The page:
Here is quick post-mortem about my LD24 entry called Deep Sea Fish Loves You Forever. The game is about piloting an underwater exploration robot and analyzing oceanic wildlife with a pink sonar.
What went well
Tech & Engine
I used the same technologies as I did during my other 2 Ludum Dare and this is really paying off. I am now very fast when it comes to prototyping and testing things in Bacchus (my custom game framework written in Haxe). The only tech problem I had was due to a recent rewrite the audio part of my framework, more about this below.
I don’t think I fixed a single engine bug during the whole weekend.
My schedule was similar to last time.
1. Do graphics on Friday night (I hate using programmer art so I start with gfx)
2. Write the core game mechanics on Saturday
3. Make a title screen and winning/losing conditions on Saturday night
4. Add audio, polish gfx and playtest on Sunday
I think it worked quite well, except that my (few) testers did not find too many bugs so I ended up submitting early. I could have added more species to the game but I was afraid to break the balance (which I thought was good (it’s not)).
Testers were very useful not for finding bugs but for highlighting usability issues. It is thanks to them that there is a species counter in the GUI. This feature makes the game’s objective a lot more explicit, I’m really happy someone came up with it (thanks Phil!).
I also used them to improve the opening tutorial. My first testers didn’t understand much about the game because the tutorial had too much text and some of it was not explicit enough. I had enough time to redesign it and then to improve its texts later on. It went from this to this:
During LD#22 I wasted a lot of time doing pixel art (and an 8-frames long walk-cycle!). This time I painted things with basic Photoshop brushes and scaled them down. I think it looks quite good and it took a lot less time. The only thing where I worked on the pixel level is the GUI but it didn’t take too long because it’s very geometric.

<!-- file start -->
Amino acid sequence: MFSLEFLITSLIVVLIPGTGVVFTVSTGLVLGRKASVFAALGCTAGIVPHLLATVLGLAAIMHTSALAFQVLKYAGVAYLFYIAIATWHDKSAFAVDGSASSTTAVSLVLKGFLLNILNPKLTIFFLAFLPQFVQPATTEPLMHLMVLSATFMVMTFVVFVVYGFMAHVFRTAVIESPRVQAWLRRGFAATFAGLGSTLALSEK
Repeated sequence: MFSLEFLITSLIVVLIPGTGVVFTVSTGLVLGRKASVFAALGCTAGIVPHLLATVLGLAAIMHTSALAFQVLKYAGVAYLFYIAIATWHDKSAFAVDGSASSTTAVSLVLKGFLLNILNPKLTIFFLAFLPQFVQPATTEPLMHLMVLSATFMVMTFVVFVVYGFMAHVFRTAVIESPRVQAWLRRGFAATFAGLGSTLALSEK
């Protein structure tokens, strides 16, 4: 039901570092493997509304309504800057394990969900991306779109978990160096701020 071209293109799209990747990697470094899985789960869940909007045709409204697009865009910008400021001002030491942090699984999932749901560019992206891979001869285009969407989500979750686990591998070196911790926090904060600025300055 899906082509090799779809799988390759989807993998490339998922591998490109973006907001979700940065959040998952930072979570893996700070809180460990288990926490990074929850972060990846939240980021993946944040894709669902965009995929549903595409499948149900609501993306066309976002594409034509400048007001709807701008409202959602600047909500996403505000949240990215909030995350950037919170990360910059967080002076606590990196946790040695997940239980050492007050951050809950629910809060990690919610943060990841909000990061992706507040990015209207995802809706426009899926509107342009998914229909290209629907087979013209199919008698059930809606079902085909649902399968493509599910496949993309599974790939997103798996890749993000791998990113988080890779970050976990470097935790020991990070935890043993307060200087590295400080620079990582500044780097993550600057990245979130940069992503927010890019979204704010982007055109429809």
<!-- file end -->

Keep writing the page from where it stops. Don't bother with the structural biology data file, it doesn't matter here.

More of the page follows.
Audio was a pleasure to make using Reason and my Akai MPK Mini. I had not done anything audio-related in 6 months so I spent a few hours reading and watching Reason tutorials the day before to get back in the mood. It was my first time writing some Electro-ish music and that was a lot of fun. I used a morse signal sound for the main the track intro (just for fun) and I was inspired by The Future Sound of London for claves’ sounds on top of the beat.
I didn’t have a microphone this time around so I made all the sound effects using synths, but this was ok because most of them are mechanical anyway.
What went not-so-well
Theme & Concept
Evolution is not one of the themes I was looking forward to and I had a hard time coming up with something. As always, I was very stressed at the beginning and settled for a vague idea quickly. I thought I would make a game where you play as a bacteria and evolve from species to species by consuming radioactive pills in order to solve environment puzzle (think Space Station: Sillicon Valley on the N64). Of course there was no time for that so I scaled it down from top-down to underwater and side-scrolling. Then I started doing art, without any other ideas in mind. By the end of the night I had drawn all the fishes that are in the game (and a radioactive barrel which isn’t) but I didn’t have any puzzle or gameplay ideas to accompany them. It was supposed to look like the following picture. I think this scale looks a LOT better than the one I ended up using but I didn’t want the player ship to be 5 pixels big. Maybe I was wrong.
The next morning I realized this was not going to work because I would never have the time to do environment puzzles, animations and gameplay programming for all the species. The challenge became to find another game concept where I could use all this art while keeping the evolution theme. After half an hour of panicking, I came up with the final concept. As a result, it doesn’t fit the theme too well (esp. in its gameplay).
My computer did shut down without a warning twice during the weekend. The second time it did, it decided not to turn on again so I went to bed. The next morning I had to open it and replug the hard drives, I think the SATA cables were twisted too hard or something. That was very scary and I thought I might have to go finish my game at the office (it was under version control so I wasn’t afraid of losing any work).
I put some barbecue sauce in my sandwiches and omitted the eggs. BAD BAD mistakes.
I heard the game was very very slow on some computers =(
I didn’t pay any attention to performance because everything was running at a solid 60FPS on my machine. Some obvious optimizations could have been done to improve that. Not drawing a 2000 pixels tall half-transparent gradient on top of the screen would have been a good start.
Also, I found out that the new audio work I had done in my engine was painfully slow so I added a dirty one line hack to bypass it.
All in all, I had a lot of fun and I’m very happy (and proud!) I made this game, even though it’s far from perfect. Thanks a lot for reading and for being such a friendly community!